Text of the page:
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Opportunities And Challenges For Manufacturing Engineering

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2007 Annual Conference & Exposition


Honolulu, Hawaii

Publication Date

June 24, 2007

Start Date

June 24, 2007

End Date

June 27, 2007



Conference Session

Our Future in Manufacturing

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Page Count


Page Numbers

12.1130.1 - 12.1130.15



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Paper Authors


Danny Bee University of Wisconsin-Stout

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DANNY J. BEE is an Assistant Professor of Manufacturing Engineering since 1995 and the former Program Director for Manufacturing Engineering at the University of Wisconsin-Stout. He earned a B.S. in Mechanical Engineering at the University of Wisconsin-Madison and a M.S. in Manufacturing Systems Engineering at the University of Wisconsin-Madison. He has design/manufacturing experience in the aerospace and computer industries. In addition, he worked as a Quality Specialist in the Janesville/Beloit, WI region at Blackhawk Technical College. He is currently a Ph.D. student in mechanical engineering at Michigan Technological University, developing research in the area of environmentally responsible design and manufacturing.

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Bob Meyer University of Wisconsin-Stout

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NOTE: The first page of text has been automatically extracted and included below in lieu of an abstract

Opportunities and Challenges for Manufacturing Engineering


During the decades of the 1980’s and 1990’s, the development of undergraduate and graduate manufacturing engineering programs advanced and legitimized the manufacturing engineering discipline. With recent perceived loss of manufacturing production to oversees locations and the continued public perception of manufacturing being a dirty and non-technical career, all manufacturing related education programs have experienced difficulty in recruiting students to their programs1. Additionally, manufacturing’s increasingly technical methods, required innovativeness, and the emergence of advanced manufacturing technologies have necessitated continuous improvement of manufacturing engineering programs. Succumbing to these pressures, some undergraduate manufacturing engineering programs have even begun to close, despite the high demand for the graduates of these programs. This paper will examine strategies that the University of Wisconsin-Stout has deployed to keep its manufacturing engineering program one of the largest and most vibrant in the face of these challenges.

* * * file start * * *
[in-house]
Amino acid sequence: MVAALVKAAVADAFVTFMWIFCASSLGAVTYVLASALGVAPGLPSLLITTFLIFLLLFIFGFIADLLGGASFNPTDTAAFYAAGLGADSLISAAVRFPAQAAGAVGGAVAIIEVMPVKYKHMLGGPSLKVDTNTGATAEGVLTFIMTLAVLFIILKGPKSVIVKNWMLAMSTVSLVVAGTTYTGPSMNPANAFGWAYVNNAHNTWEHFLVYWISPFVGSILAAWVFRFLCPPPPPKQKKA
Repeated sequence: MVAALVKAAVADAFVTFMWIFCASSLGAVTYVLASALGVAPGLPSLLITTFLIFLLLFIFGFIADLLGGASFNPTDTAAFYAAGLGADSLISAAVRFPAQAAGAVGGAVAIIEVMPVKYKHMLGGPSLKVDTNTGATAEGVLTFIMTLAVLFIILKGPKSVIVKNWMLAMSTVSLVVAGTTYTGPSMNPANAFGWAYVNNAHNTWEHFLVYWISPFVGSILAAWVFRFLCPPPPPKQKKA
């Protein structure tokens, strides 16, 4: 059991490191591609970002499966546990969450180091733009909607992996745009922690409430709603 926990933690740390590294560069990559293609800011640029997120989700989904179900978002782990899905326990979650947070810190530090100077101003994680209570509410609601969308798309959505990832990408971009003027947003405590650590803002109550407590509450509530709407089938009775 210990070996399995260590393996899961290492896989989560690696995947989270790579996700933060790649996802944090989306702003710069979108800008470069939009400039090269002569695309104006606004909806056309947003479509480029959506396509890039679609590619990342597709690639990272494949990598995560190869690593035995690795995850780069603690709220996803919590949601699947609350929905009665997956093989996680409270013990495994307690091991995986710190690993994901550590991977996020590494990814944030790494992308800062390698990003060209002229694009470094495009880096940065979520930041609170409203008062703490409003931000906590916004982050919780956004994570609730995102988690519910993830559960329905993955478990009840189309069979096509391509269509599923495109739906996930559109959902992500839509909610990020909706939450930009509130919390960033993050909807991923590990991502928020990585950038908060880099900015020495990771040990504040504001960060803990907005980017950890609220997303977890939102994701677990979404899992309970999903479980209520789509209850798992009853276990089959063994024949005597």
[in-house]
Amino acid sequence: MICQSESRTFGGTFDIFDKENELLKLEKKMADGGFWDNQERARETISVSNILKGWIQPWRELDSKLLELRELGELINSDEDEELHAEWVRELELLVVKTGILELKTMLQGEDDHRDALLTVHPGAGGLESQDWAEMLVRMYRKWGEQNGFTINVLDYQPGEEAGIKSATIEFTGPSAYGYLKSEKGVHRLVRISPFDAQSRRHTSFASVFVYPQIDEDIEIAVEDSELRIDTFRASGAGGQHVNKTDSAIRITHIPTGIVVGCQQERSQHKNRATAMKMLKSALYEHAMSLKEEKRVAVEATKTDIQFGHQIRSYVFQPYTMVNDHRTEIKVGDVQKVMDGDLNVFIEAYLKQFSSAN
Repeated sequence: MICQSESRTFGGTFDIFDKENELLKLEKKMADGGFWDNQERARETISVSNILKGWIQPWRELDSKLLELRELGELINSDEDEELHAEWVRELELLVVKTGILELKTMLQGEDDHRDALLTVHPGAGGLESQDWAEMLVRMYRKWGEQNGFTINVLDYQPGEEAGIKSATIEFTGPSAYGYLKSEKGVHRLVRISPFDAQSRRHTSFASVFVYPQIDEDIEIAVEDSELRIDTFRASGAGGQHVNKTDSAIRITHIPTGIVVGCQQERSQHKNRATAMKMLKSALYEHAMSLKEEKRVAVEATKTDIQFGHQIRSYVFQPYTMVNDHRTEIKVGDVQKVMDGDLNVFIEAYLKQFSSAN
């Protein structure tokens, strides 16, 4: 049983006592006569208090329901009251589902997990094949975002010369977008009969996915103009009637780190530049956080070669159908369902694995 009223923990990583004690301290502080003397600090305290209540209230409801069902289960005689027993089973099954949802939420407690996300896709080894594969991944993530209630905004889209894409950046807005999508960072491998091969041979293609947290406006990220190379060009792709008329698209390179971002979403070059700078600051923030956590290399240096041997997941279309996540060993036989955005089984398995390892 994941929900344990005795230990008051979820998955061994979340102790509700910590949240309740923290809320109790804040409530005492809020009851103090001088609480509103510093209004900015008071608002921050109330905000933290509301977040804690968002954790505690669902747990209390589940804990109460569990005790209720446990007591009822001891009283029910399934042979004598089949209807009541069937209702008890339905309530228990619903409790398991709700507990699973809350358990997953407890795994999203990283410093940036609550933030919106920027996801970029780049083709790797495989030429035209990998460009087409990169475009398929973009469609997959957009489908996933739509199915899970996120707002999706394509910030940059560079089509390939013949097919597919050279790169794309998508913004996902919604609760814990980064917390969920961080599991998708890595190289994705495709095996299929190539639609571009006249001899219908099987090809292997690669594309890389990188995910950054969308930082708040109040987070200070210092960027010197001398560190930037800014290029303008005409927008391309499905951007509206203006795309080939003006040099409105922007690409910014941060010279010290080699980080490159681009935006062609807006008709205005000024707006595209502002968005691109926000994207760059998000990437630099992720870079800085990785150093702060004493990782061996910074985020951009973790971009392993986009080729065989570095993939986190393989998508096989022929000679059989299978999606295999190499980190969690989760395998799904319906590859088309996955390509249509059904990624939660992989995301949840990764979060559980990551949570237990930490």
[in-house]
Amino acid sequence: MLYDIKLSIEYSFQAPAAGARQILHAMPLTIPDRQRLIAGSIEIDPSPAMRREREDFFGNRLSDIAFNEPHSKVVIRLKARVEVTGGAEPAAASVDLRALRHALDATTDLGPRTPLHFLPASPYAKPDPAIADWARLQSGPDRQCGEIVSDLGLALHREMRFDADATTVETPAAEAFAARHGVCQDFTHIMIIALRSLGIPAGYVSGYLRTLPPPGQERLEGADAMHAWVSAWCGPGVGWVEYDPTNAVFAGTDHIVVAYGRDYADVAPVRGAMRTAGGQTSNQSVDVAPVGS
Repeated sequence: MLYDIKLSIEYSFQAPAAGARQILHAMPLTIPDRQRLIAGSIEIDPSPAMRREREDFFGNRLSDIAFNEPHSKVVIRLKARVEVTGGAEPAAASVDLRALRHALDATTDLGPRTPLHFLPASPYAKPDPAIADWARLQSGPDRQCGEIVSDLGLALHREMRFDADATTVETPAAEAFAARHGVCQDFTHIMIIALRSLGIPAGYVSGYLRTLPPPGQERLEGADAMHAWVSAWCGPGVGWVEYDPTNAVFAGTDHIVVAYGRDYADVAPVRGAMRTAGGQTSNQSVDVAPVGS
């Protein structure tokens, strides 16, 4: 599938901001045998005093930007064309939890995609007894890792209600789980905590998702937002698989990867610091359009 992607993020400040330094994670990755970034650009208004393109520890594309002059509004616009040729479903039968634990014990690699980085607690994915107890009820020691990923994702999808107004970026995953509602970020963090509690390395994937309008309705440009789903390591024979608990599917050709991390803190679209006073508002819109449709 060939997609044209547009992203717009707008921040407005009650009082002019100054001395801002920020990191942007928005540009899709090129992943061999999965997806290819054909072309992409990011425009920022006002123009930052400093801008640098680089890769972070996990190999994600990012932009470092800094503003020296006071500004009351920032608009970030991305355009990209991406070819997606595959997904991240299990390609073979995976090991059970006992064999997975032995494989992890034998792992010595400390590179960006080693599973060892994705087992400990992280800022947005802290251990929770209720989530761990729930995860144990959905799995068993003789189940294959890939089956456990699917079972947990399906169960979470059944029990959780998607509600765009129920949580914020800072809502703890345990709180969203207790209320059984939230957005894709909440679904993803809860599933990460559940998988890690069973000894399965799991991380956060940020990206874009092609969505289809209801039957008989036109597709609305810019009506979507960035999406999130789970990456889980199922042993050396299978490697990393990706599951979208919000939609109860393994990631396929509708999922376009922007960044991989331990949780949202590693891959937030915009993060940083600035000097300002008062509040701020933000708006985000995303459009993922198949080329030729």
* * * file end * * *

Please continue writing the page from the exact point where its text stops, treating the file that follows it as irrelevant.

Current State of Manufacturing Engineering Education

Shortly after 9/11, the University of Wisconsin-Stout Manufacturing Engineering Program experienced a dramatic downturn in enrollment, shrinking by over 40% from historic highs in only a few short years (Figure 1). This dramatic downturn was met by alarm throughout the university, and it raised serious questions about the program’s future. Some pundits predicted the rapid decline of manufacturing in the United States and its movement to offshore competitors. An avalanche of plant closings and layoffs in the ensuing months seemed to confirm these dire predictions and, at least for the moment, prospective students began to look away from manufacturing related careers for opportunities having what they perceived as more promising futures.

B.S. in Manufacturing Engineering Enrollment Statistics 259 250 230 236 223 225 211 200 187 168 161 168 175 144 152 150 142 150 125 100 75 50 25 0 1994- 1995- 1996- 1997- 1998- 1999- 2000- 2001- 2002- 2003- 2004- 2005- 2006- 1995 1996 1997 1998 1999 2000 2001 2002 2003 2004 2005 2006 2007 Academic Year

Figure 1. Historic Program Enrollment for B.S. in Manufacturing Engineering at the University of Wisconsin-Stout .

Bee, D., & Meyer, B. (2007, June), Opportunities And Challenges For Manufacturing Engineering Paper presented at 2007 Annual Conference & Exposition, Honolulu, Hawaii. 10.18260/1-2--2937

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